- 1891â€“ MIT awards a bachelor's of science in chemical engineering to William Page Bryant and six other candidates.
- 1892â€“ A bachelor's program in chemical engineering is established at the University of Pennsylvania.
- 1898â€“ Bachelor of science program in chemical engineering is established at the University of Michigan.
- 1901â€“ George E. Davis produces the Handbook of Chemical Engineering
- 1905â€“ the University of Wisconsin awards the first Ph.D. in chemical engineering to Oliver Patterson Watts.
- 1908â€“ the American Institute of Chemical Engineers (AIChE) is founded.
- 1922â€“ the UK Institution of Chemical Engineers (IChemE) is founded.
Chemical engineering is applied in the manufacture of a wide variety of products. The chemical industry has a large scope, manufacturing inorganic and organic industrial chemicals, ceramics, fuels and From Yahoo Answers
Answers:Burning a log of wood Mixing an acid with a base, producing water and a salt. Photosynthesis - a process in which carbon dioxide and water are changed into sugars by plants. Cracking heavy hydrocarbons to create lighter hydrocarbons (part of the process of refining oil). Cooking examples: popcorn, cake, pancakes, and eggs Oxidation examples: rust or tarnishing Combustion Mixing chemicals Rotting of fruit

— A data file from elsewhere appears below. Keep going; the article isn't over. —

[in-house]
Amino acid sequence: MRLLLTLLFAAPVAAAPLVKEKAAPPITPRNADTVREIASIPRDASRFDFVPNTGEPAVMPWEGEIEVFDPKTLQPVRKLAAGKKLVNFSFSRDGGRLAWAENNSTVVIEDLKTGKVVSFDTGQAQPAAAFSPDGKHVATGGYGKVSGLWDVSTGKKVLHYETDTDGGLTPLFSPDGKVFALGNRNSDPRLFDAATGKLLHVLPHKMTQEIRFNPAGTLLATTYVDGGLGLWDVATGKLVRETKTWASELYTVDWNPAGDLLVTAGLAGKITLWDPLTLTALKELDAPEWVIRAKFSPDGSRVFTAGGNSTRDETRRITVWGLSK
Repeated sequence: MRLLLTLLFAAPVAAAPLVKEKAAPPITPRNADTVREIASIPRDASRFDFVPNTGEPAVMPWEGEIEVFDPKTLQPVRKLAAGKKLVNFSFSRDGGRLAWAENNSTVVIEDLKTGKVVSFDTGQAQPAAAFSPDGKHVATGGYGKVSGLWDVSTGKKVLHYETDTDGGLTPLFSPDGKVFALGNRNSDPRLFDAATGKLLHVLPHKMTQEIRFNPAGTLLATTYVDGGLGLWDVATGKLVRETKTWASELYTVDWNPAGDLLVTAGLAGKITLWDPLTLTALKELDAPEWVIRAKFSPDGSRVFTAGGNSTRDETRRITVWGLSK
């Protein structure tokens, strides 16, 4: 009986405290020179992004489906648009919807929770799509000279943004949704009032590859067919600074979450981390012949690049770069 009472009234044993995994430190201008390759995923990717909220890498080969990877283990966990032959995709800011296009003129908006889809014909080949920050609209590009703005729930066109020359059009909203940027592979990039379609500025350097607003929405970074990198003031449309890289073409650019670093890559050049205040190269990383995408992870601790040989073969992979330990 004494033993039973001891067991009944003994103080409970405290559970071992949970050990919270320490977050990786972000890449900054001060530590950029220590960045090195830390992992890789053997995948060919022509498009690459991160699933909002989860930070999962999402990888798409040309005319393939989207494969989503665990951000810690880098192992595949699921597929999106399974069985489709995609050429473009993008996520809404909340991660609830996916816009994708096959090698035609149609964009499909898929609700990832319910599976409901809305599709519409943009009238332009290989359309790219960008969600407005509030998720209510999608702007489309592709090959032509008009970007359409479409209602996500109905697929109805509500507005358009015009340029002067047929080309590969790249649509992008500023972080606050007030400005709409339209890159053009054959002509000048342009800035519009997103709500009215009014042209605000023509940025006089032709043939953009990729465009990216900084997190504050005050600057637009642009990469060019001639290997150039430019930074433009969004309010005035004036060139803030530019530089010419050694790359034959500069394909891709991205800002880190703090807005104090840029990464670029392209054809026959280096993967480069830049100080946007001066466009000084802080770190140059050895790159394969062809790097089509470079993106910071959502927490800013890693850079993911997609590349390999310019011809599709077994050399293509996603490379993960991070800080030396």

Answers:1. Reproduction; all organisms can copy themselves if they are only one cell in size or can copy the DNA (the genetic material) to a cell that can grown into a complete organism. 2. Growth; growing is just a single cell reproducing or copying itself by the process of mitosis. The whole organism grows by adding cells through this process. 3. Have cells; their life material is assembled in little organized units built mostly out of proteins. 4. Have DNA; this genetic material is a chemical code which assembles chemicals to make the proteins that your cells are made of. The DNA molecule can also copy itself, making growth and reproduction possible. 5. Need energy; all organisms need energy for all life activities. Even thinking requires a considerable amount of energy. Plants get energy through photosynthesis, and animals get energy from cellular respiration. 6. Reaction to their environment; all organisms can sense their environment and react to it. Even a tree grows up while the roots grow down. And leaves always grow toward the light. 7. Carrying out homeostasis (maintain a constant internal environment); even though the environment around a cell can change a lot (example: hot to cold), the inside of the cell needs to stay the same. Keeping a constant internal environment is called homeostasis. For example, when you exercise, your body heats up. You then sweat to cool down to get the cell environment back to normal.
Answers:Catabolic means "breaks down" basically. The answer is the third one, chemical digestion.
Answers:Well, a recipe could be considered an algorithm for cooking a particular food. So if you want, I'll give you an algorithm for my grandma's meatloaf.